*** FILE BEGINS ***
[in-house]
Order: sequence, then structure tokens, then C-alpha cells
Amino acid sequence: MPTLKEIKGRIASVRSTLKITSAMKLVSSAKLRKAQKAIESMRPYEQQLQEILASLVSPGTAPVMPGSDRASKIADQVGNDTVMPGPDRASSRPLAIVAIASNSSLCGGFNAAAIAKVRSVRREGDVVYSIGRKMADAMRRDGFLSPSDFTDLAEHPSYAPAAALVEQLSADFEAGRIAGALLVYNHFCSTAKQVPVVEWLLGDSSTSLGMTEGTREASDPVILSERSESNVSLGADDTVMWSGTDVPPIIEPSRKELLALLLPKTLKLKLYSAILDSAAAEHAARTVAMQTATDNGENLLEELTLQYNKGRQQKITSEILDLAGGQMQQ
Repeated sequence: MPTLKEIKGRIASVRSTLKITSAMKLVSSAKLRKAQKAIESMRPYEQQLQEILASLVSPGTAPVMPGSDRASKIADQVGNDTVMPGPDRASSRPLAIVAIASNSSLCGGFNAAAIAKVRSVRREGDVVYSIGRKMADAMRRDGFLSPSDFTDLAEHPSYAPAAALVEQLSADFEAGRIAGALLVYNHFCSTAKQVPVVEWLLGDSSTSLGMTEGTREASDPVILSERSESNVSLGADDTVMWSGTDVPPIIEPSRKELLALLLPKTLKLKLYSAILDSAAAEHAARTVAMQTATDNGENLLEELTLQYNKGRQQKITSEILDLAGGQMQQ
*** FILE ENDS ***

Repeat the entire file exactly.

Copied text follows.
[in-house]
Order: sequence, then structure tokens, then C-alpha cells
Amino acid sequence: MPTLKEIKGRIASVRSTLKITSAMKLVSSAKLRKAQKAIESMRPYEQQLQEILASLVSPGTAPVMPGSDRASKIADQVGNDTVMPGPDRASSRPLAIVAIASNSSLCGGFNAAAIAKVRSVRREGDVVYSIGRKMADAMRRDGFLSPSDFTDLAEHPSYAPAAALVEQLSADFEAGRIAGALLVYNHFCSTAKQVPVVEWLLGDSSTSLGMTEGTREASDPVILSERSESNVSLGADDTVMWSGTDVPPIIEPSRKELLALLLPKTLKLKLYSAILDSAAAEHAARTVAMQTATDNGENLLEELTLQYNKGRQQKITSEILDLAGGQMQQ
Repeated sequence: MPTLKEIKGRIASVRSTLKITSAMKLVSSAKLRKAQKAIESMRPYEQQLQEILASLVSPGTAPVMPGSDRASKIADQVGNDTVMPGPDRASSRPLAIVAIASNSSLCGGFNAAAIAKVRSVRREGDVVYSIGRKMADAMRRDGFLSPSDFTDLAEHPSYAPAAALVEQLSADFEAGRIAGALLVYNHFCSTAKQVPVVEWLLGDSSTSLGMTEGTREASDPVILSERSESNVSLGADDTVMWSGTDVPPIIEPSRKELLALLLPKTLKLKLYSAILDSAAAEHAARTVAMQTATDNGENLLEELTLQYNKGRQQKITSEILDLAGGQMQQ